A Saudi appeals court upheld the verdict and lengthy prison sentence handed to an aid worker earlier this year by a counterterrorism court.
State Department spokesperson Ned Price expressed disappointment “that a Saudi court has upheld the 20-year prison sentence followed by an equal length travel ban for Saudi aid worker Abdulrahman al-Sadhan for peacefully exercising his right to freedom of expression.”
“We have closely monitored his case,” said spokesperson Price, “and are concerned by allegations that Mr. al-Sadhan was subjected to mistreatment, that he has been unable to communicate with family members, and that his fair trial guarantees were not respected. As we have underscored to Saudi officials at all levels, the peaceful exercise of universal rights should never be a punishable offense.”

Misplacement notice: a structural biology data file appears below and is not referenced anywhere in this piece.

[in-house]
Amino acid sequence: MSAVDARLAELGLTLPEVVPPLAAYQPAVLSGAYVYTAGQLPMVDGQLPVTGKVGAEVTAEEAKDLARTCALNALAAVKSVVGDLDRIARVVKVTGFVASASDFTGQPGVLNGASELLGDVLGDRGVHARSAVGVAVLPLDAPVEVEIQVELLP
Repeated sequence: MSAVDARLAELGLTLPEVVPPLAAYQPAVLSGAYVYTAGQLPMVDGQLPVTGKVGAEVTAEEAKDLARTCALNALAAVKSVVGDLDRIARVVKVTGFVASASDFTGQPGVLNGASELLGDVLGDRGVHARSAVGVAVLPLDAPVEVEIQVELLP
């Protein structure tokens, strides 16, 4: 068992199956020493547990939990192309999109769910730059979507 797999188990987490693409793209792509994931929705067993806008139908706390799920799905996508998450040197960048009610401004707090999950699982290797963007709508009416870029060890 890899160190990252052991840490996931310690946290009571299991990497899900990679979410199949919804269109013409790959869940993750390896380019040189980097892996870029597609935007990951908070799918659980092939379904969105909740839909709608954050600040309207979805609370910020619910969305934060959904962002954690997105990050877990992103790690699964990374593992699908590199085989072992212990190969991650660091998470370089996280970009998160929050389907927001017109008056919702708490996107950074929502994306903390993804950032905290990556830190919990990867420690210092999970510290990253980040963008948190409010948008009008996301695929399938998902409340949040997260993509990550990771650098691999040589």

Sadhan was arrested on March 12, 2018, from the Red Crescent Society offices in the capital Riyadh, where he worked. His sister Areej, a U.S. citizen who has been advocating for his release, said he was detained without a warrant or charges against him. Rights groups say he was seized after his anonymous Twitter account was broken into.
Following the news that the sentence was upheld on appeal, Areej said, "We are devastated!"
According to the Geneva-based MENA Rights Group, al-Sadhan was brought to trial in April for having run two satirical Twitter accounts and accused of funding terrorism, supporting or sympathizing with the Islamic State militant group, and preparing, storing and sending messages that "would prejudice public order and religious values."
Spokesperson Price said the United States “will continue to elevate the role of human rights in our relations with Saudi Arabia and to encourage legal reforms that advance respect for human rights of all individuals.”